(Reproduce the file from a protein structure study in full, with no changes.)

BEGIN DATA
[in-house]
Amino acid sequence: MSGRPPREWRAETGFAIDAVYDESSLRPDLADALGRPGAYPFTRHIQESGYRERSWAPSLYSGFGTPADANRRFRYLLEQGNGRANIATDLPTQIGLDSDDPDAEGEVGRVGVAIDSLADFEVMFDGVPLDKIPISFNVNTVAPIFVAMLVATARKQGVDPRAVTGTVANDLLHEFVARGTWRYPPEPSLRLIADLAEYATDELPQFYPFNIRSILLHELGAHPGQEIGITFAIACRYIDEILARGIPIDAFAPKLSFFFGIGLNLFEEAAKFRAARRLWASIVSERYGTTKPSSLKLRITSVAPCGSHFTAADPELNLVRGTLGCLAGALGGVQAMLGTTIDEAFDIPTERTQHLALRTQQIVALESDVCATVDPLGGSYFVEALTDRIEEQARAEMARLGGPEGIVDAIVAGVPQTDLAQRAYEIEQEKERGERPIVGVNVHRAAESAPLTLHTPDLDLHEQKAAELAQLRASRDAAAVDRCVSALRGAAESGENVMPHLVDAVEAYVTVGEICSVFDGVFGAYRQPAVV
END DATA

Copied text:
[in-house]
Amino acid sequence: MSGRPPREWRAETGFAIDAVYDESSLRPDLADALGRPGAYPFTRHIQESGYRERSWAPSLYSGFGTPADANRRFRYLLEQGNGRANIATDLPTQIGLDSDDPDAEGEVGRVGVAIDSLADFEVMFDGVPLDKIPISFNVNTVAPIFVAMLVATARKQGVDPRAVTGTVANDLLHEFVARGTWRYPPEPSLRLIADLAEYATDELPQFYPFNIRSILLHELGAHPGQEIGITFAIACRYIDEILARGIPIDAFAPKLSFFFGIGLNLFEEAAKFRAARRLWASIVSERYGTTKPSSLKLRITSVAPCGSHFTAADPELNLVRGTLGCLAGALGGVQAMLGTTIDEAFDIPTERTQHLALRTQQIVALESDVCATVDPLGGSYFVEALTDRIEEQARAEMARLGGPEGIVDAIVAGVPQTDLAQRAYEIEQEKERGERPIVGVNVHRAAESAPLTLHTPDLDLHEQKAAELAQLRASRDAAAVDRCVSALRGAAESGENVMPHLVDAVEAYVTVGEICSVFDGVFGAYRQPAVV